Solved! What Size TV Do I Need?
Room size and viewing distance from the television will tell you everything you need to know when picking the right size TV for any room.
Q: My last TV was so small that I couldn’t clearly make out all of the details of my favorite shows. I don’t have eyesight problems, so I think the TV was too small. What size TV do I need?
A: The TV size you need depends on a few factors, including the viewing distance from the television and room size. Once you’ve calculated these, which TV you should buy becomes a much easier question to answer.
Of course, a television can always be bigger or smaller than recommended based on personal preference. Some people want to feel like they’re sitting in a movie theater, while others may prefer for their TV to double as decor by displaying artwork on the screen when not in use.
Chances are that if one TV is coming into a home, another one is going out. Dispose of old TVs responsibly by donating or recycling them. TVs contain hazardous materials that shouldn’t go in landfills. Local recycling centers are a good place to start, and the EPA also offers TV recycling resources.
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Viewing distance is the most important factor in determining the ideal TV size for a room.
TV viewing distance is the single biggest factor when choosing a TV size. The ideal distance is a sweet spot in which the viewer can take in the entirety of the screen without seeing individual pixels, the dots of light that make up the picture.
In general, bigger TVs located closer to the viewer offer better picture quality and immersion. Not everyone wants to sit so close to their television, however, so the the TV size chart further below is a great starting point for viewing distance.
There’s also a balance to strike between viewing distance and TV size. Perhaps you dream of a large 75-inch TV in your cozy living room, but if that’s too big for the available space, the best size TV for you might be a smaller, higher-resolution TV.
How to measure TV size differs from how to measure other home electronics. TVs are measured on the angle from the top corner of one side of the screen to the bottom corner of the other side. When measuring the wall area where a TV will hang, it’s important to understand that a 75-inch TV doesn’t have a 75-inch width—it’s approximately 75 inches from corner to corner. The actual width and height of a 75-inch TV varies from model to model, though their screen should all be around 75 inches on the diagonal.
There are many standard TV screen sizes, with most ranging between 40 and 75 inches. A little outside of that range are small TVs, typically measuring 24 or 32 inches or smaller, and exceptionally large TVs that measure in at 80 or 85 inches. Between those extremes are the more common TV sizes of 40, 43, 50, 55, 65, 70, and 75 inches.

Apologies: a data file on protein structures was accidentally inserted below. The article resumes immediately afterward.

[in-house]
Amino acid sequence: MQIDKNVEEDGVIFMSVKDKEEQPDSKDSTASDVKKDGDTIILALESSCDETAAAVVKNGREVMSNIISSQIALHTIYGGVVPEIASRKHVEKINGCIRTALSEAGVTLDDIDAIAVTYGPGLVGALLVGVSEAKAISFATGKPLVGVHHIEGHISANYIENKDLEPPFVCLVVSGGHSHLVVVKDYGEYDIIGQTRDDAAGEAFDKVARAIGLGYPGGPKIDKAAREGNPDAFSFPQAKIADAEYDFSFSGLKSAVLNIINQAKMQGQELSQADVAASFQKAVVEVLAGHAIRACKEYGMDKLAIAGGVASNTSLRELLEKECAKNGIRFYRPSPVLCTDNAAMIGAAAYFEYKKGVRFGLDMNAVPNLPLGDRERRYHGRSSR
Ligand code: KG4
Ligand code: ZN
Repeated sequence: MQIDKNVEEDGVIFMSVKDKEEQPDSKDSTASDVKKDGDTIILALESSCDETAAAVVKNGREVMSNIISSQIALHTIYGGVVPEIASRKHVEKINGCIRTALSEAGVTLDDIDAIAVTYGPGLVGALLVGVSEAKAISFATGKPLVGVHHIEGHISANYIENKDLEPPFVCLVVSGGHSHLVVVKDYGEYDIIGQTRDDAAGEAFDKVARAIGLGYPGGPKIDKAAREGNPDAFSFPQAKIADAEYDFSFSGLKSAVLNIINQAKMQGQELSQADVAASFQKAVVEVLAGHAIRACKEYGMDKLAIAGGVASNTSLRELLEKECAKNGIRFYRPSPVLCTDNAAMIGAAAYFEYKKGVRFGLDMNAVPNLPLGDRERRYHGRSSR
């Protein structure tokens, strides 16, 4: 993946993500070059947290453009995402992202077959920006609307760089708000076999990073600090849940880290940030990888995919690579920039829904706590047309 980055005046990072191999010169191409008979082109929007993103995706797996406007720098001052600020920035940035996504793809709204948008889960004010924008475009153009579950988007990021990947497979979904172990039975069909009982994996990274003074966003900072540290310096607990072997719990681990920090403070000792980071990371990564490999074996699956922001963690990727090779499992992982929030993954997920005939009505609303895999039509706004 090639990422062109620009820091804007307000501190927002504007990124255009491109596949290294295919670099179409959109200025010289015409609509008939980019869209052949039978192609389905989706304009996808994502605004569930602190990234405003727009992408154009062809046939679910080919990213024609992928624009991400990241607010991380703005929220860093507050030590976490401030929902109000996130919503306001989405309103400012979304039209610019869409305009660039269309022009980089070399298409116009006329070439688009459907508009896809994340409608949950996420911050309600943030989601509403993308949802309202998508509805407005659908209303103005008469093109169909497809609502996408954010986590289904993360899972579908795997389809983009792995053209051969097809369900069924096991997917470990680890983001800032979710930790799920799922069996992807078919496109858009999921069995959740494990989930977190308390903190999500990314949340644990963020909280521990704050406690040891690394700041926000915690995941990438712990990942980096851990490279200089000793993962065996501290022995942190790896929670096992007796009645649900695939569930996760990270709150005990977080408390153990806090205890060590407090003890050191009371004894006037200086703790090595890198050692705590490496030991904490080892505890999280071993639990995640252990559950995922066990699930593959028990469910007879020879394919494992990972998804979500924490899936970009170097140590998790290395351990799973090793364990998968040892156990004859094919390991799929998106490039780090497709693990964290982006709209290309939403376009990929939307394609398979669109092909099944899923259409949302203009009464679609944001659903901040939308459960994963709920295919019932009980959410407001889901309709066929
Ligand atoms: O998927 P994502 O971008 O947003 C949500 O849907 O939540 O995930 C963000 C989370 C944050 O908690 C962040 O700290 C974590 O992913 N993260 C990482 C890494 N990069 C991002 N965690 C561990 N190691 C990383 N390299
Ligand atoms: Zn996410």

The most popular living room TV sizes are 55- to 65-inch models, while TVs under 45 inches are often used as secondary televisions in bedrooms or offices.
Most people have to decide whether they’re going to buy a model that’s slightly smaller or larger than their space can handle. A model that’s a little bigger than necessary will provide a higher-quality viewing experience, but it could dominate wall or floor space. Viewing habits can help determine which way to go, too. For those who predominantly watch movies, a larger screen will feel more like a movie theater. For those who predominantly watch sports, a smaller TV will make it easier to take in the whole screen and follow the action.
TV resolution refers to the number of pixels on the screen. Higher resolutions offer a clearer picture. Each resolution has a fairly standard number of horizontal pixels (the first number) and vertical pixels (the second number), though there is some variation between brands and models. The most common resolutions include:
- 720p (HD): A 720p, or high-definition, TV has 1280 x 720 pixels on its screen. 720p TV screen sizes are often 32 inches and under. This resolution is best suited for online videos, like those found on YouTube.
- 1080p (FHD): 1080p, or full high-definition, TVs typically have 1920 x 1080 pixels. This resolution was once standard but has largely been replaced by 4K. However, 1080p TVs offer a good viewing experience for the price, making them a good budget pick for casual viewing and gaming.
- 4K (UHD): A 4K TV, or ultra high-definition TV, has 3840 x 2160 pixels. These TVs are now standard, and many newer series and movies are shot in 4K.
- 8K (UHD): Some of the newest models on the market are 8K TVs, which have 7580 x 4320 pixels. (These are also commonly referred to as UHD, but don’t confuse them with 4K TVs.) There’s currently very little content made in 8K, which makes these a less practical buy at this point. However, they’re an investment that will likely future-proof an entertainment setup for years to come.
Field of View